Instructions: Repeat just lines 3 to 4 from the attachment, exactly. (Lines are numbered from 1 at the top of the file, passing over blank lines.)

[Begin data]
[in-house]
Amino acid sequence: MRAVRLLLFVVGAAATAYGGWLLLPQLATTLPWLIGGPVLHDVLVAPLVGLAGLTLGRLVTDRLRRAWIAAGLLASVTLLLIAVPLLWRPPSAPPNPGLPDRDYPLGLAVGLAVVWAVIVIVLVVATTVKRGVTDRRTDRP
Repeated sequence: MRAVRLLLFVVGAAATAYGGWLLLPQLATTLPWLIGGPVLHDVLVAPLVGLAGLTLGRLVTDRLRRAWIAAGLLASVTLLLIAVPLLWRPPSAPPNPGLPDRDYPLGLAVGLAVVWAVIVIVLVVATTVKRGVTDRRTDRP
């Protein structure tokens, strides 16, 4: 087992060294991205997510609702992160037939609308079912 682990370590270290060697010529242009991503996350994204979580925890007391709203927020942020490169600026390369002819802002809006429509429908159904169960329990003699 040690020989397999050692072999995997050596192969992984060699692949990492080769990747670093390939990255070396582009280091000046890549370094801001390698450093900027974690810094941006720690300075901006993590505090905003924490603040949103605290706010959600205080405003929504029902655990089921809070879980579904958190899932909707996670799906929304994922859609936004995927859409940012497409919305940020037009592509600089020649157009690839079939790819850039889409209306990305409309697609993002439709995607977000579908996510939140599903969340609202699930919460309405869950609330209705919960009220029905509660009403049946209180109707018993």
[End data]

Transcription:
Repeated sequence: MRAVRLLLFVVGAAATAYGGWLLLPQLATTLPWLIGGPVLHDVLVAPLVGLAGLTLGRLVTDRLRRAWIAAGLLASVTLLLIAVPLLWRPPSAPPNPGLPDRDYPLGLAVGLAVVWAVIVIVLVVATTVKRGVTDRRTDRP
């Protein structure tokens, strides 16, 4: 087992060294991205997510609702992160037939609308079912 682990370590270290060697010529242009991503996350994204979580925890007391709203927020942020490169600026390369002819802002809006429509429908159904169960329990003699 040690020989397999050692072999995997050596192969992984060699692949990492080769990747670093390939990255070396582009280091000046890549370094801001390698450093900027974690810094941006720690300075901006993590505090905003924490603040949103605290706010959600205080405003929504029902655990089921809070879980579904958190899932909707996670799906929304994922859609936004995927859409940012497409919305940020037009592509600089020649157009690839079939790819850039889409209306990305409309697609993002439709995607977000579908996510939140599903969340609202699930919460309405869950609330209705919960009220029905509660009403049946209180109707018993």